Bringing history to life around the state
BY KATE MOSTACCIO
Unlike her co-workers, when Kjirsten Gustavson orders supplies for work there might be a few things on the list that you wouldn’t expect — such as a laundry basket or lingerie.
And some days she shows up to work at historic sites across the state dressed from head to toe in historic clothing.
Or she might spend a day in her office at Peebles Island State Park in Waterford sewing some of that clothing.
“Sometimes I feel a little guilty when I’m sewing because I’m having too much fun,” she joked.
Gustavson, a PEF member who works as an interpretative programs coordinator in the Interpretation Department of the Interpretation Unit of the Bureau of Historic Sites, part of the state Office of Parks, Recreation and Historic Preservation (OPRHP), is passionate about history.
“I decided to work in history when I was an undergrad,” she said. She earned a master’s in museum studies and, through the recommendations of friends, eventually landed at OPRHP.
With an interest in theatrical costume, it was easy for Gustavson to shift her focus to historical clothing. “In grad school, I had the opportunity to work with collections of the New York State Historical Association,” she said. She also took courses in costume study.
Her thesis was on adolescent girls’ undergarments during the late 19th century. “The concept of adolescence was not well developed in the 1800s,” she said.
Her studies looked at the difference in garments worn by children, teenagers, and adult females — with children tending toward shorter skirts, and women toward ankle and floor length.
“Adolescent girls differed from adults and children,” she said.
Not only did the length of skirt differ, Gustavson said the corset material did as well. Younger females wore less stiff corsets, while those worn by adults had firmer boning.
Her knowledge and passion for the clothing of old, she now shares with audiences around the state. One of her programs, which she titled, “UnderWhere?,” features Gustavson in period dress at the start of the program. As she moves through the program, she removes layers of 1880s-era undergarments to discuss each one.
“At one program I had a young girl who had read the ‘Little House on the Prairie’ books,” Gustavson recalled. She said the young lady could ask intelligent questions or recognize the layers as she revealed them. “She could make the connections.”
Interactions like the one she had with this young audience member are what make Gustavson’s job so rewarding. “I love being with the public,” she said.
Moving from undergarments to athletic wear, Gustavson also showcases historic women’s bike attire with a “Woman on a Wheel” program.
This time she dons a jacket, corset, dickie, bloomers, and button-up high-heeled shoes — a circa 1895 bicycling costume.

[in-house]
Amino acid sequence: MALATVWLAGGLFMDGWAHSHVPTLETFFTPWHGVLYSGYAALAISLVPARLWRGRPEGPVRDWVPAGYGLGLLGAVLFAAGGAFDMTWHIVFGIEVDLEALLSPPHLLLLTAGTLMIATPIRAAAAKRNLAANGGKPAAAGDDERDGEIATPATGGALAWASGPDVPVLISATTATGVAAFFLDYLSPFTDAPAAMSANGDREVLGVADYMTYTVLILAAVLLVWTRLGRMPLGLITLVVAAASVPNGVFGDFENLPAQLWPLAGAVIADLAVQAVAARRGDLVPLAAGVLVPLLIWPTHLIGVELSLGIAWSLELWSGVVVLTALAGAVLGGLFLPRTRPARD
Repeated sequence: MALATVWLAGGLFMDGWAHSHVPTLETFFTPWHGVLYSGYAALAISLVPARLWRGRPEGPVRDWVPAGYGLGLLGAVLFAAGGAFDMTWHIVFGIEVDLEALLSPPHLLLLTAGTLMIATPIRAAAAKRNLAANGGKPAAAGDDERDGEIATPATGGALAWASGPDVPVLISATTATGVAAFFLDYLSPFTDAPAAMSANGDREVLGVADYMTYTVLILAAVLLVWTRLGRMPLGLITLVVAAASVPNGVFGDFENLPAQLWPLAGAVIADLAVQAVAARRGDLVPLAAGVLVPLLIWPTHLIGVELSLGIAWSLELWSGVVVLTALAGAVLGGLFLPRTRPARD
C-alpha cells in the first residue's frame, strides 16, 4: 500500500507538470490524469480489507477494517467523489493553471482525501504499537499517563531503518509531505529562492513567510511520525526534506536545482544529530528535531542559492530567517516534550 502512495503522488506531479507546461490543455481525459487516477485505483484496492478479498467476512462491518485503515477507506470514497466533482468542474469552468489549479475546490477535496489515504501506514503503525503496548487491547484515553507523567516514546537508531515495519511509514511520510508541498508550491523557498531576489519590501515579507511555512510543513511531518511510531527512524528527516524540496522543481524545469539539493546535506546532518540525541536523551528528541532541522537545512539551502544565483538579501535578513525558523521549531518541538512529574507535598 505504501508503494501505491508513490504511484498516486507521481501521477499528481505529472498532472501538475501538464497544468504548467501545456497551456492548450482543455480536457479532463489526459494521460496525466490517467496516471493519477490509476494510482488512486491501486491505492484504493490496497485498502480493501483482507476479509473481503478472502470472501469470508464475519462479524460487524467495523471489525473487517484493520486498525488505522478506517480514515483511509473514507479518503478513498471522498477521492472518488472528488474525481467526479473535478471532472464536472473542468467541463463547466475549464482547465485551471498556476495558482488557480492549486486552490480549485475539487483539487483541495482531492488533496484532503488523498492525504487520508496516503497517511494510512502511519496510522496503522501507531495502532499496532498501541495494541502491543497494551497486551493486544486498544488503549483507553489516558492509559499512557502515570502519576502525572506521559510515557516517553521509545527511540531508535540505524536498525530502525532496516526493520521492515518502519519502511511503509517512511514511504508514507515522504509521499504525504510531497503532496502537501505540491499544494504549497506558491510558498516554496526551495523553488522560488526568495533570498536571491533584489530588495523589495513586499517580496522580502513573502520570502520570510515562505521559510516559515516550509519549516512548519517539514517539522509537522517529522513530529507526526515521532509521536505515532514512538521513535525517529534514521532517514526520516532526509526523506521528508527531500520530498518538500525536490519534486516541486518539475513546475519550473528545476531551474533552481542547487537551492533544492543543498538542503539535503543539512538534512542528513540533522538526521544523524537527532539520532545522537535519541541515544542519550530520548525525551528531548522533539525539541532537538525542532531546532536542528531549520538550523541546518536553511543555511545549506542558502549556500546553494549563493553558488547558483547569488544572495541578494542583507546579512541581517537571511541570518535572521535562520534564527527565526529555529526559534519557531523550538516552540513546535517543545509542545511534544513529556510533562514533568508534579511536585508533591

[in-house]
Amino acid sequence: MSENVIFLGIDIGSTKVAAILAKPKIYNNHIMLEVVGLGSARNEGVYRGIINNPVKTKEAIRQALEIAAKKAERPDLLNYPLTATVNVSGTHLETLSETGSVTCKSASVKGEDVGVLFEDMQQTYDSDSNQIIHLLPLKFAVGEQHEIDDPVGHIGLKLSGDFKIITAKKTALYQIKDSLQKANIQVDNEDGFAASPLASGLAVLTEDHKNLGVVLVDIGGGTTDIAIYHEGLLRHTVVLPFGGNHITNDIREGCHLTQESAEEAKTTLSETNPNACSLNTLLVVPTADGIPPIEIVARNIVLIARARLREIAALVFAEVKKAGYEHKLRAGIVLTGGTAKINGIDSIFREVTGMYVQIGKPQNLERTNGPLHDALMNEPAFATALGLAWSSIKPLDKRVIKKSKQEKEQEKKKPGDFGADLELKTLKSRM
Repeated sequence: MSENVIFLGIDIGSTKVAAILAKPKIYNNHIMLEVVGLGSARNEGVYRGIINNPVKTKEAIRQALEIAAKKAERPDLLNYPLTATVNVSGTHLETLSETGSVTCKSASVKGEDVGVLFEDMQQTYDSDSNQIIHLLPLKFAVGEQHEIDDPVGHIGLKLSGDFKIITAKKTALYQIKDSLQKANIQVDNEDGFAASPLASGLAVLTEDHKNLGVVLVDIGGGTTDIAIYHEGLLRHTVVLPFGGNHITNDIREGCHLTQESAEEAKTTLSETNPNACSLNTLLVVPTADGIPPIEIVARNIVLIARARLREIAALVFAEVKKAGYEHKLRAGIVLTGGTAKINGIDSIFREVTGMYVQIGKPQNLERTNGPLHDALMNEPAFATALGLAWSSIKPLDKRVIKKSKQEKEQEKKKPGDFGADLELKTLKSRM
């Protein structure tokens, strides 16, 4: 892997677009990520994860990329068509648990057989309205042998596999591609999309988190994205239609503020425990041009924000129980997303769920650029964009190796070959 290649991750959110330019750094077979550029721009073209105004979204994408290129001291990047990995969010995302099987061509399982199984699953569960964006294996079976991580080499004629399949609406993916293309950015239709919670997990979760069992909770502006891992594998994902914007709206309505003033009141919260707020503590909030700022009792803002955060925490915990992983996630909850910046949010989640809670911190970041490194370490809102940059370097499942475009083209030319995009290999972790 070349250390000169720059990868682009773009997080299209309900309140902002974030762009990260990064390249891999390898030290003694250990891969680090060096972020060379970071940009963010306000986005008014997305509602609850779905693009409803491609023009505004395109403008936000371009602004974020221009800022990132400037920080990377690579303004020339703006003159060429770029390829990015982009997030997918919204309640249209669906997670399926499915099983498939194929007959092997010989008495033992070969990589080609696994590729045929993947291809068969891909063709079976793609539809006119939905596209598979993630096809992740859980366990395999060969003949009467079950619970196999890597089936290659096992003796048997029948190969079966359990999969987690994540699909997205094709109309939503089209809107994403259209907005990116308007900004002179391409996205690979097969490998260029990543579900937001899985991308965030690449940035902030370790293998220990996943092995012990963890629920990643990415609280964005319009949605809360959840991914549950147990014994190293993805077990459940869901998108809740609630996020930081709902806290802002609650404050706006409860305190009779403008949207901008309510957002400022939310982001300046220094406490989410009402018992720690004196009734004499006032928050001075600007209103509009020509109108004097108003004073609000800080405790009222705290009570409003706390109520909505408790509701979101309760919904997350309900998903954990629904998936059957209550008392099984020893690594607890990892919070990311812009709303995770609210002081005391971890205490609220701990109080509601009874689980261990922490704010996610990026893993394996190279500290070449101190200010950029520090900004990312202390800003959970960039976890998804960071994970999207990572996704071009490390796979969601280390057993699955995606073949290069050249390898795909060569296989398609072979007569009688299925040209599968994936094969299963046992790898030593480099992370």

Why was women’s bicycling fashion of historical importance? “There was social power in being fashionable,” she said, adding that this holds true even today.
Gustavson takes her craft seriously. She goes above and beyond, even keeping her hair long so she can style it in period hairstyles to go with her costumes.
For Gustavson, there is never a dull day at work.
While her previous 12 years based at Clermont State Historic Site in Germantown afforded her more daily interaction with the public, she still gets to travel around the state and educate New Yorkers and tourists.
“We have a lot going on,” she said. “Our department tries to support the overall mission and goals of the sites and to improve the way we present history.”
Her work isn’t confined to the Capital Region. She’s been to Buffalo and to Allegany, to Olana, and spent the Fourth of July at Clermont in period costume.
Gustavson said it’s important to reach a wide audience, including the younger generations.
“We are working creatively to meet national trends,” she said. “We want to make our museums more fun and accessible to as many people as we can.”
Recently she worked with Emily Robinson, education assistant for Clermont State Historic Site, on Clermont’s History Comics Club.
Students chose a member of the Livingston family, researched them and then created a comic about their character. At the end of the program, the comics were compiled and printed by a professional comic book printer and then displayed at Clermont’s Visitor Center.
Robinson is also an independent comic artist who has had several comic books and a graphic novel published. The program blends history and comics as an art form.
Gustavson also recently assisted with production of a museum theater piece, “The Sincerity of My Affections,” staged within the rooms of Schuyler Mansion in Albany. The production took place Aug. 1, part of the Friends of Schuyler Mansion’s fundraising event.
“We’re always looking for new and creative ways to make history interesting and fun,” Gustavson said.
CLICK HERE to view all stories featured in the Communicator!
Follow and Like Us On:
For best desktop viewing use the latest Google Crome browser